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11 Situations Where You Need A Lawyer (And 3 Where You Don’t!)

11 Situations Where You Need A Lawyer (And 3 Where You Don’t!)

A traffic ticket is a legal matter. So is armed robbery. Obviously, the “accused” in both of these instances have very different situations and only one will need a lawyer to hand their defense. In between these two extremes, however, are a myriad of legal matters which may or may not require legal representation. It’s a good idea to know in which instances you should get a lawyer — and the ones where you don’t need one.

Two Legal Categories – A Short Explanation

  1. Civil Law: This area of law covers all legal issues that do not involve criminal activity or breaking the law. Generally, one party sues another because they have been “wronged” in some way and want some type of compensation for that “wrong.” Civil law also covers legal agreements, real estate transactions, divorces, child custody, and other matters where legal paperwork is necessary to protect all parties involved.
  2. Criminal Law: This area of law relates to offenses that break the laws of a local, state, or federal governments. The prosecution is handled by lawyers employed by the governmental entity, and the defense is handled by either a publicly appointed defender or a private defense attorney whom the defendant pays. In criminal law, there are misdemeanors (small offenses) and felonies (more serious crimes).

If you find yourself facing the legal system for any reason, you should probably understand that the best policy is usually to at least consult with an attorney – an honest one will provide a free consultation. They will tell you whether you will need an attorney and will either take your case or point in the direction of a lawyer who can best represent you. If the attorney takes your case, the fee will be approximated up front. In general, however, the following guidelines apply:

When You Should Get Legal Advice

1. A Complex or Nasty Divorce

When couples mutually agree on all of the details of a split, there is no real need for a lawyer. When, however, there are issues of property, investments, savings, support, debt, and child custody arrangements, only a fool neglects getting legal representation. The terms of a finalized divorce are very binding, and they can only be changed by going back to court. All of this can be avoided with a good lawyer up front.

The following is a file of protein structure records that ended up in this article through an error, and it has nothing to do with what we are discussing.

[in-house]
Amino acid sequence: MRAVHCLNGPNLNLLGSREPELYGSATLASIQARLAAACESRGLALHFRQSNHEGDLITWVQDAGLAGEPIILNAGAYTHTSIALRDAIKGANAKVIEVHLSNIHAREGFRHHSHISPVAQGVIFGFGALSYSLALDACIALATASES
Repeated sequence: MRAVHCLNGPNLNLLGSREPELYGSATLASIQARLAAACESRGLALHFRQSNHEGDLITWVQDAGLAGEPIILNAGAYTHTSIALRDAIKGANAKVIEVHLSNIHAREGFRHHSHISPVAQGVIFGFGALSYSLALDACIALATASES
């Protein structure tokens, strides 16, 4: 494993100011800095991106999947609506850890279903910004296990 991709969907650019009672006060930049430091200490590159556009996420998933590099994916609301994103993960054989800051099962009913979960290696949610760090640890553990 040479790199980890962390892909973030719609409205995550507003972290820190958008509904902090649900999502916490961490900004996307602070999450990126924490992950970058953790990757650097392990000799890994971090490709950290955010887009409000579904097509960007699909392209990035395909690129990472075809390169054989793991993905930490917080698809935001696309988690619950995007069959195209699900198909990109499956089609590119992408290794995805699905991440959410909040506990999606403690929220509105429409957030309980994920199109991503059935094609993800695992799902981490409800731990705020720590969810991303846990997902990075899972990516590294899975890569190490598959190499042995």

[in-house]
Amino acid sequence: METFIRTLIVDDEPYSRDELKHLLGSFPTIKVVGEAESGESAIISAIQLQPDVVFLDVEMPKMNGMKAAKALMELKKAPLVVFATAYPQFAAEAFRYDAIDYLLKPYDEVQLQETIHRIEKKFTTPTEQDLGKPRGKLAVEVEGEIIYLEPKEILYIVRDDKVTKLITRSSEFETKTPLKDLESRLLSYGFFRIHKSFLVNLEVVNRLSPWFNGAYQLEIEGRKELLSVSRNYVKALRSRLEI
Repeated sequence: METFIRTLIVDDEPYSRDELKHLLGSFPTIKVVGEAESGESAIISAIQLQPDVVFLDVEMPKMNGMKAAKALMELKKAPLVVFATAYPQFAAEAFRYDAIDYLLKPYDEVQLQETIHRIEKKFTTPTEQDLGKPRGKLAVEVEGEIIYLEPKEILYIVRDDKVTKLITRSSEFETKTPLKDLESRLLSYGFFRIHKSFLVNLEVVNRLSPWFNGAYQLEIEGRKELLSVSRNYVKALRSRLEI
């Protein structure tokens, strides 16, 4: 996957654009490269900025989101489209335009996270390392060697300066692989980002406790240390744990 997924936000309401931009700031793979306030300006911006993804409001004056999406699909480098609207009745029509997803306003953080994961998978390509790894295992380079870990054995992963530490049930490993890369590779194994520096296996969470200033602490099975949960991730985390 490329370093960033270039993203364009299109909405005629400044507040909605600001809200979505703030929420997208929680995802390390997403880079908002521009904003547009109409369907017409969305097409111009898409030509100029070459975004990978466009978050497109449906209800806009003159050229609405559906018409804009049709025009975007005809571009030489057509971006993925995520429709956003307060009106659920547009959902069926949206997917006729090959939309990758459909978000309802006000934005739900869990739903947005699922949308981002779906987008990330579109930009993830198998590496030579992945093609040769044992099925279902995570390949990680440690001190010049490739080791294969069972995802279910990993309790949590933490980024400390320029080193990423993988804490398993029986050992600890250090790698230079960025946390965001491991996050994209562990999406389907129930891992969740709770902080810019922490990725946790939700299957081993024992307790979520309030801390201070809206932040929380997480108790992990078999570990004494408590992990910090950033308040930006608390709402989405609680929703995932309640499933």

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2. A Wrongful Termination or Discrimination in the Workplace

There are both state and federal laws at play here, and the average person does not understand them. Only an attorney who specializes in this type of law is really qualified to carry your suit into court. You can be certain that the other side will have very solid legal representation. You should too.

3. Law Suits

If you are being sued and the consequences of a loss may result in the loss of a good deal of money or property, you need a lawyer. Again, the other side has a lawyer, so you need to get one too. Most of these things are settled out of court, but you want an experienced negotiator on your side.

4. A DUI 

Driving under the influence (DUI) has become a serious charge. Consequences can include fines, jail time, loss of license, or any combination of these three. A good lawyer can meet with the prosecutor and get the charges reduced, especially if this is your first offense. Never go to court on a DUI charge without a lawyer — unless you are willing to accept the maximum penalty.

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5. Drug Charges

Defendants who have personally hired attorneys always fare better than those who do not or those who take a public defender. Remember, a public defender is on case overload, and will usually recommend a plea bargain that will be worse than what a private attorney could get you. If you qualify financially for a public defender, still try to find a friend or relative willing to pony up the money for a lawyer.

6. A Car Accident with Injury

If you have been injured in an accident that was not your fault, the other guy’s insurance company will be all over you to settle your claim as quickly as possible. Don’t do it. In fact, never talk to an insurance company representative until you have first consulted a personal injury attorney. You may not be familiar with the laws or the normal compensation rates, but seasoned attorneys are. If you are injured in car accident, don’t talk to anyone except to answer cursory questions from the police on the scene.

7. Criminal Charges

Facing any criminal charge is scary, and you may not even know your rights as an accused person. Get a lawyer immediately for protection of your rights and so that you are defended as well as possible — guilty or not.

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8. Wills and Trusts